We are not alone! (At least, most of us aren’t)

Your name may feel unique to you – but chances are that someone, somewhere is called the same thing. Arthur Charpentier and Baptiste Coulmont estimate the proportion of shared identities in large social groups.
The Western system of identification is based on a first and last name: one a given name (John) and the other a family name (Martin), often – but not always – transmitted from father to child. Our names mean something to us; they are deeply personal. But they are by no means unique, and the pairing of first and last names has never been sufficient to identify someone without ambiguity.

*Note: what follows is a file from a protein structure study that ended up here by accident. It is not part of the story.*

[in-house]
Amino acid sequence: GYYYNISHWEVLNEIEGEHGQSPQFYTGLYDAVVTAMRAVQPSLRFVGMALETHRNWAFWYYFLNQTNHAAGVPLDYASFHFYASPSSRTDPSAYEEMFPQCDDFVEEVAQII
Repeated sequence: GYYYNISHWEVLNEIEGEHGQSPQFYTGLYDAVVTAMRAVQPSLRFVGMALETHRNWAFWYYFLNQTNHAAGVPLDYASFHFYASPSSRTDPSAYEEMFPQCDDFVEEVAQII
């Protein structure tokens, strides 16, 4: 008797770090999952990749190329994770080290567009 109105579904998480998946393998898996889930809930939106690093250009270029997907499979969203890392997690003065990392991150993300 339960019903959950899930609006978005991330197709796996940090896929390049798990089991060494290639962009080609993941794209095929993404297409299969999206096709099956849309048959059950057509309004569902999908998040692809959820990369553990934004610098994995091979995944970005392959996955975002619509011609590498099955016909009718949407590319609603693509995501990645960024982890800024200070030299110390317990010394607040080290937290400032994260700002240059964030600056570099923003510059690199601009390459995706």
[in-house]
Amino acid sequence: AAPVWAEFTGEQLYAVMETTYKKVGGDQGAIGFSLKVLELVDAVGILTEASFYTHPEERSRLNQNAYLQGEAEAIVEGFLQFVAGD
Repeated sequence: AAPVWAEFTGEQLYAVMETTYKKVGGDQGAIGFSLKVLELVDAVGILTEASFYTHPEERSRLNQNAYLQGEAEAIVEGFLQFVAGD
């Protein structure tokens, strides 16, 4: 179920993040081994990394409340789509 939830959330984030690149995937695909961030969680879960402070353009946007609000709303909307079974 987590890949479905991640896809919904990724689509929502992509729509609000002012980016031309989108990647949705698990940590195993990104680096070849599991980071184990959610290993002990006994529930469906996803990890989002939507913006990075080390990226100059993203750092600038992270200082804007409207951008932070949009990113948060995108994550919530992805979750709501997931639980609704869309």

with Arthur Charpentier “We are not alone! (at least, most of us aren’t), Significance, 15(1):23-28, DOI: 10.1111/j.1740-9713.2018.01108.x (Homonymy in large scale social groups)

  1. Pre-print on arXiv: https://arxiv.org/abs/1707.07607
  2. Mon homonyme. Un autre est je (blog post)
  3. À la recherche des homonymes (blog post, Freakonometrics)